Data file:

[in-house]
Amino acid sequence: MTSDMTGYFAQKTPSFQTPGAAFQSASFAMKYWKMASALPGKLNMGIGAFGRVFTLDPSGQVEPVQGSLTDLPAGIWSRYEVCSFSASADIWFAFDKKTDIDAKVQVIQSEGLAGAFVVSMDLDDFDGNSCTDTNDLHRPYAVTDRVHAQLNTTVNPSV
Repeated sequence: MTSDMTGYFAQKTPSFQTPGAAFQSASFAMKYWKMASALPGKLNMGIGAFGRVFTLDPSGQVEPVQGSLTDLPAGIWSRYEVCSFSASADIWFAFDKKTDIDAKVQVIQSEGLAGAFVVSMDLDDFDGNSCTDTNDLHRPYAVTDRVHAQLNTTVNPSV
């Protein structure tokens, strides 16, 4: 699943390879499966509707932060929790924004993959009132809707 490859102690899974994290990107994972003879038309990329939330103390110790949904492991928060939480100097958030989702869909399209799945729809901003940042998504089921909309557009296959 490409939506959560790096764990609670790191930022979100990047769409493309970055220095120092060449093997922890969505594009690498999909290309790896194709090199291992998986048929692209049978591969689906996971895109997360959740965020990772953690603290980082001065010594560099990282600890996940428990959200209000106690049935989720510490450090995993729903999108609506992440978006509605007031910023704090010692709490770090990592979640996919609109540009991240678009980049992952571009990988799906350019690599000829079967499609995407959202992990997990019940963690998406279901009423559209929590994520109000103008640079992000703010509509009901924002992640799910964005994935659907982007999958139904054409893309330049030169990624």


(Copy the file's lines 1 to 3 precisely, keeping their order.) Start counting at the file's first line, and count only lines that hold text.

[in-house]
Amino acid sequence: MTSDMTGYFAQKTPSFQTPGAAFQSASFAMKYWKMASALPGKLNMGIGAFGRVFTLDPSGQVEPVQGSLTDLPAGIWSRYEVCSFSASADIWFAFDKKTDIDAKVQVIQSEGLAGAFVVSMDLDDFDGNSCTDTNDLHRPYAVTDRVHAQLNTTVNPSV
Repeated sequence: MTSDMTGYFAQKTPSFQTPGAAFQSASFAMKYWKMASALPGKLNMGIGAFGRVFTLDPSGQVEPVQGSLTDLPAGIWSRYEVCSFSASADIWFAFDKKTDIDAKVQVIQSEGLAGAFVVSMDLDDFDGNSCTDTNDLHRPYAVTDRVHAQLNTTVNPSV